Proofreading Your Thesis: How to Know Your Argument Works
Your thesis statement is the most important part of your paper. Think about the above sentence for a moment. If it were your thesis statement, would it hold up? The answer is no. While the sentence may be true, it’s presented only as an opinion, with no evidence to support the claim. Had the sentence stated, ”Your thesis statement is the most important part of your paper because it will state your main idea and purpose to the reader,” you would have been on the right track.
This process of analyzing and questioning your writing is critical to forming an effective thesis. Michelle Lekkerkerk, Lead Technology Writing Consultant at Ashford University, suggests starting with these six steps:
- Name your specific topic
- Ask a question about your focused topic (make sure it’s not obvious!)
- Revise the question into a declarative statement
- Add a group of words summarizing your key ideas
- Recognize the opposition or counterargument
- Edit and put it all together
Remember, when making your statement you’ll want to remain focused and avoid stating the obvious. You’re exploring a complex issue, with evidence to back up your arguments, so you want to challenge the reader to think and not dismiss your paper as something he/she already knows.
“In the end, you may have spent a good deal of time writing your thesis and still not know if it is a good one,” Lekkerkerk says, adding that students should ask the following questions when reviewing their papers:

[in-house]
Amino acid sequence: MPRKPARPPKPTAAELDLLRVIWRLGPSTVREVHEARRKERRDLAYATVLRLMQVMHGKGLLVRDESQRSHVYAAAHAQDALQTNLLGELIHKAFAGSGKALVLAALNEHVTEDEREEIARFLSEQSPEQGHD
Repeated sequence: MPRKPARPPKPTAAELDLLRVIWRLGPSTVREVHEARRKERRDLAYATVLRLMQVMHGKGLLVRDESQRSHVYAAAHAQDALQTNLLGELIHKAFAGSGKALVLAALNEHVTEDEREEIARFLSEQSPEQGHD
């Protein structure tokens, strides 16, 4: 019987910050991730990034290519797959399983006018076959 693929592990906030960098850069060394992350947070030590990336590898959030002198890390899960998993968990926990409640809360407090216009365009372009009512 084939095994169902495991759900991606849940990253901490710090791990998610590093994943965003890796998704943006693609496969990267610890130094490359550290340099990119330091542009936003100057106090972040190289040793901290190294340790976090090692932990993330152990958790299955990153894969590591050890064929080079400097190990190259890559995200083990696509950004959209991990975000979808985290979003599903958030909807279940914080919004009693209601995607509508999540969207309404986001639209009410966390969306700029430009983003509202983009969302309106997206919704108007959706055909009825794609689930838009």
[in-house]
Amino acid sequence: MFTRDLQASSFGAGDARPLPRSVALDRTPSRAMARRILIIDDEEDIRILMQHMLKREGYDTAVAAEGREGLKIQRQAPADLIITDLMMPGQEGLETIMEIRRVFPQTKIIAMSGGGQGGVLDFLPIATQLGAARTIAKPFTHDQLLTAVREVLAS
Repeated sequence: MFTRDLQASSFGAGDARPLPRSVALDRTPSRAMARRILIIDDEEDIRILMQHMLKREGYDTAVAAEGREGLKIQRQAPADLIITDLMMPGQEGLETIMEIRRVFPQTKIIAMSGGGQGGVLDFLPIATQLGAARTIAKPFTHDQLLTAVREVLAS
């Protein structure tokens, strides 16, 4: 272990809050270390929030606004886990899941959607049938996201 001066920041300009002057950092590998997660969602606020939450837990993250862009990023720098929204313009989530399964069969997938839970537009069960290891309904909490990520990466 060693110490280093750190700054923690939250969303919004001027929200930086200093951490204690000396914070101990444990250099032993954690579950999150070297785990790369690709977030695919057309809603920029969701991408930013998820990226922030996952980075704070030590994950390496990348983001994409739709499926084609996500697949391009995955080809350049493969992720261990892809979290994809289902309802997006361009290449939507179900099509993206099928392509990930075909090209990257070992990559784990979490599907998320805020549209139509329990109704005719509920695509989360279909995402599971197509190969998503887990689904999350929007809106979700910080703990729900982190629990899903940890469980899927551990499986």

- Is the point being made one that would generate discussion or debate?
- Is my thesis too vague or too general? Should I focus on some more specific aspect of my topic?
- Does my thesis indicate the direction of my argument? Does it suggest a structure for my paper?
- Does my introductory paragraph define terms important to my thesis? If I am writing a research paper, does my introduction "place" my thesis within the larger, ongoing scholarly discussion about my topic?
- Is the language in my thesis vivid and clear? In short, is this thesis the very best that it can be?
For additional writing resources and help with thesis statements, visit the Ashford University Writing Center and read “4 Tips to Improve Your Writing Skills” on Forward Thinking.
Written by Jason R. Latham and Michelle Lekkerkerk.
Jason R. Latham is the Content Manager for Bridgepoint Education, and Michelle Lekkerkerk is the Lead Technology Writing Consultant for Ashford University’s Writing Center.